Thursday, September 13, 2012

Easton City Council to Mull Parking Changes Again

By Christina Georgiou

More tweaks to Easton's parking laws may be on the horizon, as city council members said they will be discussing the possibility of adding changes to city ordinances at their workshop meeting on Tuesday, Oct. 9.

Councilman Jeff Warren, who heads the council's public safety committee, said he'd like to discuss possibly drafting a "Lazy Double Parking" law similar to a recent ordinance enacted in Allentown.

"I think it could possibly help with some of the problems we've had," Warren said. "It could give our police another tool in the toolbox."

It was unclear if the law would apply to delivery trucks or those loading and unloading vehicles, or what the amount of any possible fine for double parking might be.

In Allentown, an additional $100 penalty is assessed for lazy parkers or operators of double-parked vehicles that are adjacent to  an open public space. The Allentown law, enacted last month, also established escalating fines for repeat offenders.

Councilwoman El Warner said she'd like to discuss the possibility of adding motorcycle and scooter parking spots in Easton's Downtown district.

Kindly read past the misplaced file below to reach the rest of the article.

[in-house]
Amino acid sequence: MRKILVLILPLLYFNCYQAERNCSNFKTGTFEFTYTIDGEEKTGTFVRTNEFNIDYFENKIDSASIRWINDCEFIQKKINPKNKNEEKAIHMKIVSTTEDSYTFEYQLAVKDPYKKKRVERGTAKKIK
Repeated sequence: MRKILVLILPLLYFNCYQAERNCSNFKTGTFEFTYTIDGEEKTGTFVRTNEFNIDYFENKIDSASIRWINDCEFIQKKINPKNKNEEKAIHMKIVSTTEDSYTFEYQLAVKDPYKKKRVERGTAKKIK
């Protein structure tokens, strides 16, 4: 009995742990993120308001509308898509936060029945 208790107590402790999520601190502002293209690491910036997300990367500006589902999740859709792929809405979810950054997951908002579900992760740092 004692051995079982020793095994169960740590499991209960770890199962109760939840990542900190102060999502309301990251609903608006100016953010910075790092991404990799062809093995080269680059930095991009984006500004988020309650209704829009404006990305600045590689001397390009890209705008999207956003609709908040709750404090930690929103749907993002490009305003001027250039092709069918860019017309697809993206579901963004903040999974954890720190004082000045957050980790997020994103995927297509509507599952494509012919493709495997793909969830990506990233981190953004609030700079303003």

"I ride a scooter, and I hate to take up a whole spot," she said, adding that while many do it, parking scooters and motorcycles on the sidewalk is illegal.

Likely not on the list for the October workshop meeting is an issue brought up by Mayor Sal Panto of cars that park in the parking lot just off of South Second and Ferry streets.

Panto said a number of cars that have parked near the five-story office building next to Bank of America during off-hours have recently been towed.

He added that he feels warning signage is inadequate, and that the building's owner is using a towing company located in Forks Township that doesn't keep evening or weekend hours, meaning those whose vehicles have been towed sometimes can't get them back for days.

Panto said at least four people have complained to his office about the situation, and some were from out of town, making the problem especially inconvenient and costly.

But because the property is privately owned, there's not much the city can do about either the practice or the choice of tow company, opined city solicitor William Murphy.

"I almost want to say, when Larry Holmes comes back (and reopens his restaurant at the adjacent Ringside Pub location), I want to park on their side and get towed and see what happens," the mayor said.

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